Branch 26 of the Revolutionary Court of Tehran sentenced a Baha’i woman to 8 years imprisonment on the charge of forming a group to empower women.
The court examining the charges of Atesa Ahmadaii Rafsanjani convened in March 2021 and issued its verdict for her efforts to register a non-governmental organization for the empowerment of women.
Security forces had arrested Ms. Ahmadaii on January 20, 2019, and imprisoned her in ward 241 of Evin Prison belonging to the Judiciary’s counterintelligence. She was temporarily released from prison on a 200-million Toman bail after 45 days.
This Baha’i woman has been sentenced to 4 years in prison on the charge of “formation of a group to act against national security” through requesting an NGO license from the Interior Ministry, to 3 years in prison for “assembly and collusion to act against national security”, and to one year in prison on the charge of “propaganda against the state.”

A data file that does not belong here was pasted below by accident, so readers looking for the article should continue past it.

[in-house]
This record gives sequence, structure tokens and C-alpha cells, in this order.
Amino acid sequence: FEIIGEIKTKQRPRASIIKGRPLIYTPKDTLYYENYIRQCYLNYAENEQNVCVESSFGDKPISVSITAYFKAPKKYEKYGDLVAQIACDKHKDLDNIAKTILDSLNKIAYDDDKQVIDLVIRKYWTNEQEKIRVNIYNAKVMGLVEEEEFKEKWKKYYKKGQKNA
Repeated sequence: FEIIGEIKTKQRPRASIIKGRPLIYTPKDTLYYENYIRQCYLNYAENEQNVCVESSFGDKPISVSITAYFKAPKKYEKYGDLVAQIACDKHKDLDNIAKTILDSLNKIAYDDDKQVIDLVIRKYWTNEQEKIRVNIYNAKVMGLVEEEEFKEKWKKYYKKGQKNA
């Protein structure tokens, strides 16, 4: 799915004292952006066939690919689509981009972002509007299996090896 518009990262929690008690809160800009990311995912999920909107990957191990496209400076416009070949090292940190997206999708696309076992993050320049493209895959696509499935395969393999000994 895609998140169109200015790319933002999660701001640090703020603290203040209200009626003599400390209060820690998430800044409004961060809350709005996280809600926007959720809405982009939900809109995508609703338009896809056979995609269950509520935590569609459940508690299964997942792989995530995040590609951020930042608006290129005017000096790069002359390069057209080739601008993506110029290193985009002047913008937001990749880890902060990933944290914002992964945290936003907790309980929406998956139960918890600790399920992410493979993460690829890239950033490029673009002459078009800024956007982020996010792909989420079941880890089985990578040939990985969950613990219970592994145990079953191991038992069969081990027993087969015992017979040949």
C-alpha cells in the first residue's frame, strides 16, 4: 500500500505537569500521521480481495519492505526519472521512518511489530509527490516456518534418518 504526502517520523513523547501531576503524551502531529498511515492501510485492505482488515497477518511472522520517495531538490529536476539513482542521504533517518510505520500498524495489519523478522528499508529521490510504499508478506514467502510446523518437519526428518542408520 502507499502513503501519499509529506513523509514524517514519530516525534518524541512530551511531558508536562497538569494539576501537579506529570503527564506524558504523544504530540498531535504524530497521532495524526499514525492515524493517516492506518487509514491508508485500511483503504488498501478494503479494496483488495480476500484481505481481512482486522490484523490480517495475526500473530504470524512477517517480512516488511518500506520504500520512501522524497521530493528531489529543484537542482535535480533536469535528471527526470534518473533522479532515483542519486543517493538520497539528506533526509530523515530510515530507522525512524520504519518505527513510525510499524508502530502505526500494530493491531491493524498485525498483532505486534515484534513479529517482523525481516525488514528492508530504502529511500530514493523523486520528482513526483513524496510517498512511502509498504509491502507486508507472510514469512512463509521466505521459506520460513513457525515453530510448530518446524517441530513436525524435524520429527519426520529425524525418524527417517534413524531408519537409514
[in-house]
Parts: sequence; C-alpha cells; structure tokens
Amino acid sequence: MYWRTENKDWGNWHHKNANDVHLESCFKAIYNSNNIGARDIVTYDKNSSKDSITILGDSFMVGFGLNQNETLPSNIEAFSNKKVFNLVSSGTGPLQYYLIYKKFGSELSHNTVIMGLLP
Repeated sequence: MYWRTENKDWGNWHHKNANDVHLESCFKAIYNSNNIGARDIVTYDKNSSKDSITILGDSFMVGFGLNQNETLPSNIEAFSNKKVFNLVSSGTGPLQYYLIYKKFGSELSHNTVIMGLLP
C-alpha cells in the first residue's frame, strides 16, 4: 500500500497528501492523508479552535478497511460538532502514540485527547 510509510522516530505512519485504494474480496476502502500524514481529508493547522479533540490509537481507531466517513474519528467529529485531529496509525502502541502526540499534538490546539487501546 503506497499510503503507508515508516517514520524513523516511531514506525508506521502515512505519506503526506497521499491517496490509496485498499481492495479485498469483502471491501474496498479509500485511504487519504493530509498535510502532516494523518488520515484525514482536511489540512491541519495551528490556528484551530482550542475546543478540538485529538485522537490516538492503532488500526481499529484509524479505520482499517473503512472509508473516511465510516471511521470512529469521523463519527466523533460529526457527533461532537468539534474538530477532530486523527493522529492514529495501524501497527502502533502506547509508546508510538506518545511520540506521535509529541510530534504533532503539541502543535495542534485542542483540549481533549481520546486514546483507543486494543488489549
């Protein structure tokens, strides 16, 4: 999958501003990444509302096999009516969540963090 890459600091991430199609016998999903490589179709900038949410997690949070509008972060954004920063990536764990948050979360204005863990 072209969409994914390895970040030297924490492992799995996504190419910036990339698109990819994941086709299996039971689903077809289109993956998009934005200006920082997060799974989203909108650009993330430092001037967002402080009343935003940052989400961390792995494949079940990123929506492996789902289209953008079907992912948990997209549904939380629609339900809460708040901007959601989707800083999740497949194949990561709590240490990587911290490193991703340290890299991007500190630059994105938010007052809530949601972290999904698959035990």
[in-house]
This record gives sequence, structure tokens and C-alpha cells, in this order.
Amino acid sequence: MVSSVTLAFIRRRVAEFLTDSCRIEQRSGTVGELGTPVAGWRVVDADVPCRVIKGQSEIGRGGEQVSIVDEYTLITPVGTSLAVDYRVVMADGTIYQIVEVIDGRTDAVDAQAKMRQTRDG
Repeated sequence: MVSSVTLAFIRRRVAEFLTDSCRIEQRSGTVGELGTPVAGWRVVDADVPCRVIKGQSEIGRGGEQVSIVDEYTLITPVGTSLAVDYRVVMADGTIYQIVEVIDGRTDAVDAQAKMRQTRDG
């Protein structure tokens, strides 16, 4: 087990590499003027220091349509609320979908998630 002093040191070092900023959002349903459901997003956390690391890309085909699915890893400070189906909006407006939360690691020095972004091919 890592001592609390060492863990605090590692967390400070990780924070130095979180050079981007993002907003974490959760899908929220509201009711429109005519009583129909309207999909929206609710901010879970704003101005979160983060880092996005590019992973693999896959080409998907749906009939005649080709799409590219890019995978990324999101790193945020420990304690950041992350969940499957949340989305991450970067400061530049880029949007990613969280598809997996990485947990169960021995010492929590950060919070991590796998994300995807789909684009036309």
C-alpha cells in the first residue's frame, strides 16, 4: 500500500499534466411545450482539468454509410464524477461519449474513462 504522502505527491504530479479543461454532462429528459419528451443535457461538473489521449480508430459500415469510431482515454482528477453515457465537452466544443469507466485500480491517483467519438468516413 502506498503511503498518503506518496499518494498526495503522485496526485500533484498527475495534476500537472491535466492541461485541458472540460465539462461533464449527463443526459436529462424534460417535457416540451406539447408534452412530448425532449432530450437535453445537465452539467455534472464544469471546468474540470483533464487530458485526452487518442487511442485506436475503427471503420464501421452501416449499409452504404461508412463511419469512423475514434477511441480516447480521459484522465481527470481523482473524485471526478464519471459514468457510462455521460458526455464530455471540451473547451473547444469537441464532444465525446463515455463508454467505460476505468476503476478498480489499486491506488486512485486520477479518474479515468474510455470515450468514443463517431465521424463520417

It is noteworthy that the Interior Ministry turned down Ms. Ahamdaii’s request to register her group.
The clerical regime has stepped up pressure on the Baha’i community in Iran, making many arrests, handing down heavy sentences, and imprisoning others.
The situation of the Baha’i community in Iran is deteriorating. The government has subjected Baha’is to measures such as the destruction of cemeteries, arbitrary arrests, raids on homes and confiscation of property, dismissals, and denial of civil rights.
Baha’i professionals are prohibited from holding public office and discriminated against because of their beliefs about being hired by private companies.
For more than four decades of religious dictatorship, ethnic and religious minorities have been the target of systematic repression, security, and judicial crackdowns. They have also been deprived of the freedom to engage in certain social activities. The regime discriminates against Christians and Baha’is, as well as the Sunni minority.